Chris: 16:31 – Hello my friends. It is Chris Cooper here. Since 2009 I have been writing daily blog posts, producing podcasts, videos, all kinds of stuff on social media with one mission in mind: to make gyms profitable. I came to that mission because I was an unprofitable gym owner. It almost ruined my finances and almost ruined my career, my marriage, everything. And since that day, since I made my recovery, I have wanted to help other gym owners become profitable, too. It’s part of my mission to the world because if you’re profitable, you’ll be here changing lives of thousands of your clients for the next 30 years. I think together we can have a tremendous impact. When we started mentorship, I did every single call myself. I was doing up to a thousand free calls a year and I was doing 10 calls with people who signed up for our early mentorship program, but the Incubator has been updated and improved a dozen times since then. Now the Incubator is really the sum of all of our experiences with over 800 gyms worldwide. In the Two-Brain mentorship program, we can now learn from everybody. We can collate data, we can see what’s working where and when and what the new gold standards are as they emerge. When somebody has a great idea, we can test it objectively and say, “Will this work for everyone or will it work for people on the West Coast or on the East Coast?” We can do that with little things like Facebook ads. We can also do that with operations and opening times and playbooks. All the questions that you have about the gym, we can answer them with data and with proof now. That’s the Incubator. It’s more than what I wrote about. It’s more than my experience. It is the best standard in the fitness industry, period. And I hope to see you in there.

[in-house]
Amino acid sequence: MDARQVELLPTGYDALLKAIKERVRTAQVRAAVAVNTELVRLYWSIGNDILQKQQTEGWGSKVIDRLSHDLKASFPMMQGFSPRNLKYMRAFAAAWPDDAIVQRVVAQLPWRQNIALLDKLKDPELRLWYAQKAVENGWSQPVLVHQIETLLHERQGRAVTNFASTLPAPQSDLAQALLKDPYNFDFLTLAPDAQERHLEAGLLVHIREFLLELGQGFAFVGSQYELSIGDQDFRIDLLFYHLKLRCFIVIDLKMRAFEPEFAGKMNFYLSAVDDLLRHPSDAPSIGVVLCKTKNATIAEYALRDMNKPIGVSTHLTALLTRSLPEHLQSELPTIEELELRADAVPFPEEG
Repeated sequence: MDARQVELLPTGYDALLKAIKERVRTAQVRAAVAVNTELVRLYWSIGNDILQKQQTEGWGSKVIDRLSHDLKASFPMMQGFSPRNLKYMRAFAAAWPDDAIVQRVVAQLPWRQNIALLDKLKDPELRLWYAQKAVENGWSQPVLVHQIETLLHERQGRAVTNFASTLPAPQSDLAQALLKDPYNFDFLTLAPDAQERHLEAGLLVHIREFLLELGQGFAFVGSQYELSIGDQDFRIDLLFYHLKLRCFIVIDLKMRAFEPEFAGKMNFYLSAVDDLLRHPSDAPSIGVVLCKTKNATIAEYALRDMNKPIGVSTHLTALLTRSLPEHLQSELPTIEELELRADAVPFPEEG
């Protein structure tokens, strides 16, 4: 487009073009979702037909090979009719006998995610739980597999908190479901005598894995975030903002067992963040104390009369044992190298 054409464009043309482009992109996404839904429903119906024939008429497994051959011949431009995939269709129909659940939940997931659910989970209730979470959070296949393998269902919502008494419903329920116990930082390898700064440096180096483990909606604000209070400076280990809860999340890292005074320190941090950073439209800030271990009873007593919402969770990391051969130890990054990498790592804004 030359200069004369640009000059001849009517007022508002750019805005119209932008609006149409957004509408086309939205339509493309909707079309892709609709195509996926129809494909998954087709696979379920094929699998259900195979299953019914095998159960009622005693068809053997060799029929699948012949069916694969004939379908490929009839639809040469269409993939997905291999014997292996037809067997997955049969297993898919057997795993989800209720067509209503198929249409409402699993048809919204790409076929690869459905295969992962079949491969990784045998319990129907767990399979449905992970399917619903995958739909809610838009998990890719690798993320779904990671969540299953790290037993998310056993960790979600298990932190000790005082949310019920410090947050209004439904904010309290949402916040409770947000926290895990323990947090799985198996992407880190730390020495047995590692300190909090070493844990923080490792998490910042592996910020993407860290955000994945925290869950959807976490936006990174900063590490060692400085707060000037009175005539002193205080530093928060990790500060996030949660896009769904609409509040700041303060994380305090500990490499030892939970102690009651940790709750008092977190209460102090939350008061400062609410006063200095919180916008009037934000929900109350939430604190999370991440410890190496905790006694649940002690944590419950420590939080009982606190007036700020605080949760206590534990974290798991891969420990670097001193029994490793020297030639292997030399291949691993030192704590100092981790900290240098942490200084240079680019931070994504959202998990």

Sean: 18:13 – You’re going to have five of, I think, what are nearly 30 sanctioned events next year. How is there enough bandwidth or how are there enough eyeballs or fan interest for all of these events to succeed?